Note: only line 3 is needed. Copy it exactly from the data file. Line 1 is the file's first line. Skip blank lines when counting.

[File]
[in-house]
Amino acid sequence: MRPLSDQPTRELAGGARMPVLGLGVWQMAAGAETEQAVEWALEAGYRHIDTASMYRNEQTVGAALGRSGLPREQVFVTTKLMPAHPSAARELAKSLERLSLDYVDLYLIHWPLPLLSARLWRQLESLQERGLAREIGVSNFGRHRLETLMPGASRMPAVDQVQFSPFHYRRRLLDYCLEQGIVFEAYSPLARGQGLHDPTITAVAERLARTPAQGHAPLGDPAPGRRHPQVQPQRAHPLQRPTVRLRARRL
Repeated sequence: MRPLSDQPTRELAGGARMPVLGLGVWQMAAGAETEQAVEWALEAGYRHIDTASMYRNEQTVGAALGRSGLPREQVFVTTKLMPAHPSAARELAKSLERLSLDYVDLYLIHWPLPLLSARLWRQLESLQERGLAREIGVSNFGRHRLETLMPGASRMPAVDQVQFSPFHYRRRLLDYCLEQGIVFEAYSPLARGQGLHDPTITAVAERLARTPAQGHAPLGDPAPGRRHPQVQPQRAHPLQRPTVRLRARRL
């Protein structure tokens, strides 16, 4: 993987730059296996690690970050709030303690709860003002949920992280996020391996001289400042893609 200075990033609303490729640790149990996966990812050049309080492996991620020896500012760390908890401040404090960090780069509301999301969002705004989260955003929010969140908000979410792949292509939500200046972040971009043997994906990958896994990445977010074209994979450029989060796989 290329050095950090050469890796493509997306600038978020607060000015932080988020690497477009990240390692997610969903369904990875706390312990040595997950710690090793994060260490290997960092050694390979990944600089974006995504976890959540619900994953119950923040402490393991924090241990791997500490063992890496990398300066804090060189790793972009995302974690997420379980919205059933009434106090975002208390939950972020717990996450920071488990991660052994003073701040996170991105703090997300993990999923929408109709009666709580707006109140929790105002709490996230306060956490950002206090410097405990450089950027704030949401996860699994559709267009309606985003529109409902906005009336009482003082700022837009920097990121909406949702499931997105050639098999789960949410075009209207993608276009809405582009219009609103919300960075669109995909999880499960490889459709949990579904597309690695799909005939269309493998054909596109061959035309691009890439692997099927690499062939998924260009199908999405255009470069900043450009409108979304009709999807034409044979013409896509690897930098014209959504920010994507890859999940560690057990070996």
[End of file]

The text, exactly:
Repeated sequence: MRPLSDQPTRELAGGARMPVLGLGVWQMAAGAETEQAVEWALEAGYRHIDTASMYRNEQTVGAALGRSGLPREQVFVTTKLMPAHPSAARELAKSLERLSLDYVDLYLIHWPLPLLSARLWRQLESLQERGLAREIGVSNFGRHRLETLMPGASRMPAVDQVQFSPFHYRRRLLDYCLEQGIVFEAYSPLARGQGLHDPTITAVAERLARTPAQGHAPLGDPAPGRRHPQVQPQRAHPLQRPTVRLRARRL